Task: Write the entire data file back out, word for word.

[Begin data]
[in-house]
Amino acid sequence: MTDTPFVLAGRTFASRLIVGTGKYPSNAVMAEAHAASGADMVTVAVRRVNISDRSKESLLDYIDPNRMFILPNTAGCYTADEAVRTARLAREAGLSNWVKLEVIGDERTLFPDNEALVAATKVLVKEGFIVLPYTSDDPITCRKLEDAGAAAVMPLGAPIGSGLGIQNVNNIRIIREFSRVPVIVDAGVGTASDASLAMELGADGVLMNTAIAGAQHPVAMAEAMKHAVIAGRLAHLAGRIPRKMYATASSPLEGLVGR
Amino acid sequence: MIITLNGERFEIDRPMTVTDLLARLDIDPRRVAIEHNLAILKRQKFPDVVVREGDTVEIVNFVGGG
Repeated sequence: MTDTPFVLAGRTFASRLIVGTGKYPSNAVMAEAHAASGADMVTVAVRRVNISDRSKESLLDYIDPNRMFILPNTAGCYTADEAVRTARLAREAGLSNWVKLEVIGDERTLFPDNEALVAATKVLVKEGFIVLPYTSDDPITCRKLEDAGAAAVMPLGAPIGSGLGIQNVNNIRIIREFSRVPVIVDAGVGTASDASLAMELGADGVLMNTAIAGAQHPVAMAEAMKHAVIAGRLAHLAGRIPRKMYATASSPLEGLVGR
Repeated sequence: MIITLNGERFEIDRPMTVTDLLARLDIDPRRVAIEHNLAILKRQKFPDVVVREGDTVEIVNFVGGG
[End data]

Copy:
[in-house]
Amino acid sequence: MTDTPFVLAGRTFASRLIVGTGKYPSNAVMAEAHAASGADMVTVAVRRVNISDRSKESLLDYIDPNRMFILPNTAGCYTADEAVRTARLAREAGLSNWVKLEVIGDERTLFPDNEALVAATKVLVKEGFIVLPYTSDDPITCRKLEDAGAAAVMPLGAPIGSGLGIQNVNNIRIIREFSRVPVIVDAGVGTASDASLAMELGADGVLMNTAIAGAQHPVAMAEAMKHAVIAGRLAHLAGRIPRKMYATASSPLEGLVGR
Amino acid sequence: MIITLNGERFEIDRPMTVTDLLARLDIDPRRVAIEHNLAILKRQKFPDVVVREGDTVEIVNFVGGG
Repeated sequence: MTDTPFVLAGRTFASRLIVGTGKYPSNAVMAEAHAASGADMVTVAVRRVNISDRSKESLLDYIDPNRMFILPNTAGCYTADEAVRTARLAREAGLSNWVKLEVIGDERTLFPDNEALVAATKVLVKEGFIVLPYTSDDPITCRKLEDAGAAAVMPLGAPIGSGLGIQNVNNIRIIREFSRVPVIVDAGVGTASDASLAMELGADGVLMNTAIAGAQHPVAMAEAMKHAVIAGRLAHLAGRIPRKMYATASSPLEGLVGR
Repeated sequence: MIITLNGERFEIDRPMTVTDLLARLDIDPRRVAIEHNLAILKRQKFPDVVVREGDTVEIVNFVGGG